Are we safer today?

By Thomas H. Kean and Lee H. Hamilton
Sunday, September 9, 2007

Are we safer today?

Two years ago, we and our colleagues issued a report card assessing the U.S. government's progress on the bipartisan recommendations in the 9/11 commission report. We concluded that the nation was not safe enough. Our judgment remains the same today: We still lack a sense of urgency in the face of grave danger.

The U.S. homeland confronts a "persistent and evolving terrorist threat," especially from al-Qaeda, according to a National Intelligence Estimate issued in July. Six years after the attacks, following a series of ambitious reforms carried out by dedicated officials, how is it possible that the threat remains so dire?

The answer stems from a mixed record of reform, a lack of focus and a resilient foe. Progress at home -- in our ability to detect, prevent and respond to terrorist attacks -- has been difficult, incomplete and slow, but

it has been real. Outside our borders, however, the threat of failure looms. We face a rising tide of radicalization and rage in the Muslim world -- a trend to which our own actions have contributed. The enduring threat is not Osama bin Laden but young Muslims with no jobs and no hope, who are angry with their own governments and increasingly see the United States as an enemy of Islam.

Four years ago, then-Defense Secretary Donald H. Rumsfeld famously asked his advisers: "Are we capturing, killing or deterring and dissuading more terrorists every day than the madrassas and the radical clerics are recruiting, training and deploying against us?"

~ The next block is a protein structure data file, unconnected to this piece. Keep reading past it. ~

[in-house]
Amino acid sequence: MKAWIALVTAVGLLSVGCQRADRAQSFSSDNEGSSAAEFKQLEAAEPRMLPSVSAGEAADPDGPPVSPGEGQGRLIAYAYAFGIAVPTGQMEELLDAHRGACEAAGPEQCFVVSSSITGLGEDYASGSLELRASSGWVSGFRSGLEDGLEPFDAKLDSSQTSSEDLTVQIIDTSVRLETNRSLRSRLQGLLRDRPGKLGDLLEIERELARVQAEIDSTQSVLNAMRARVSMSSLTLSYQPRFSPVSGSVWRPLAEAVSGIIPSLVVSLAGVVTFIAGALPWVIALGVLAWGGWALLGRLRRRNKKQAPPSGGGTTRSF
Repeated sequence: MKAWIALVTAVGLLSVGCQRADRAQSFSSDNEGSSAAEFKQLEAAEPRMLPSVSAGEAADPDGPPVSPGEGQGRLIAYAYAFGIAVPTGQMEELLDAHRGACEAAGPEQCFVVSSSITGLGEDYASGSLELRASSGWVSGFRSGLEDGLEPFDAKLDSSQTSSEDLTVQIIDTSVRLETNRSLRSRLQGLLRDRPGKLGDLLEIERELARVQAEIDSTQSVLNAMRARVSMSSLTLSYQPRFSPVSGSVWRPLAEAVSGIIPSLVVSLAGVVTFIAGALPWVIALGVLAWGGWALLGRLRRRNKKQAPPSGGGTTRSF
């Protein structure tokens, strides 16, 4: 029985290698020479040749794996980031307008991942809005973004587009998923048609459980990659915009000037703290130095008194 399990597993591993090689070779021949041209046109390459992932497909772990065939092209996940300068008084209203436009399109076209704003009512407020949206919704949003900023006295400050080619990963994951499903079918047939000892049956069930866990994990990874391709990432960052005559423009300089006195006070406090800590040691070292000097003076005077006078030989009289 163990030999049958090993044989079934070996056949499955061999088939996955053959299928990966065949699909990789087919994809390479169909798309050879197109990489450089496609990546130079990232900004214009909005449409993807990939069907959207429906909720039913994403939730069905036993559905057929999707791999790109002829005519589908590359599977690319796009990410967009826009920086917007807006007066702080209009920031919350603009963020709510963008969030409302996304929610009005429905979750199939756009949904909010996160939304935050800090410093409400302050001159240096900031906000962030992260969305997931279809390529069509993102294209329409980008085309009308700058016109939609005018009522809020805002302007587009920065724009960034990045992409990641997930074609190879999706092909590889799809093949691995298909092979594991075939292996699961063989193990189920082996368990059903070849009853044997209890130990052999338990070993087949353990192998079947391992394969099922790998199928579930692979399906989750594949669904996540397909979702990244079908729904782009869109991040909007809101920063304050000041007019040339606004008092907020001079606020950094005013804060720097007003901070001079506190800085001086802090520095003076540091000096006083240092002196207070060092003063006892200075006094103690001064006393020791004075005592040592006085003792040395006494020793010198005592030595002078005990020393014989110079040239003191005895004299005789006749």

The answer is no.

U.S. foreign policy has not stemmed the rising tide of extremism in the Muslim world. In July 2004, the 9/11 commission recommended putting foreign policy at the center of our counterterrorism efforts. Instead, we have lost ground.

Our report warned that it was imperative to eliminate terrorist sanctuaries. But inside Pakistan, al-Qaeda "has protected or regenerated key elements of its homeland attack capability," according to the National Intelligence Estimate. The chief threat to Afghanistan's young democracy comes from across the Pakistani border, from the resurgent Taliban. Pakistan should take the lead in closing Taliban camps and rooting out al-Qaeda. But the United States must act if Pakistan will not.

We are also failing in the struggle of ideas. We have not been persuasive in enlisting the energy and sympathy of the world's 1.3 billion Muslims against the extremist threat. That is not because of who we are: Polling data consistently show strong support in the Muslim world for American values, including our political system and respect for human rights, liberty and equality. Rather, U.S. policy choices have undermined support.

No word is more poisonous to the reputation of the United States than Guantanamo. Fundamental justice requires a fair legal process before the U.S. government detains people for significant periods of time, and the president and Congress have not provided one. Guantanamo Bay should be closed now. The 9/11 commission recommended developing a "coalition approach" for the detention and treatment of terrorists -- a policy that would be legally sustainable, internationally viable and far better for U.S. credibility.

Moreover, no question inflames public opinion in the Muslim world more than the Arab-Israeli dispute. To empower Muslim moderates, we must take away the extremists' most potent grievance: the charge that the United States does not care about the Palestinians. A vigorous diplomatic effort, with the visible, active support of the president, would bolster America's prestige and influence -- and offer the best prospect for Israel's long-term security.

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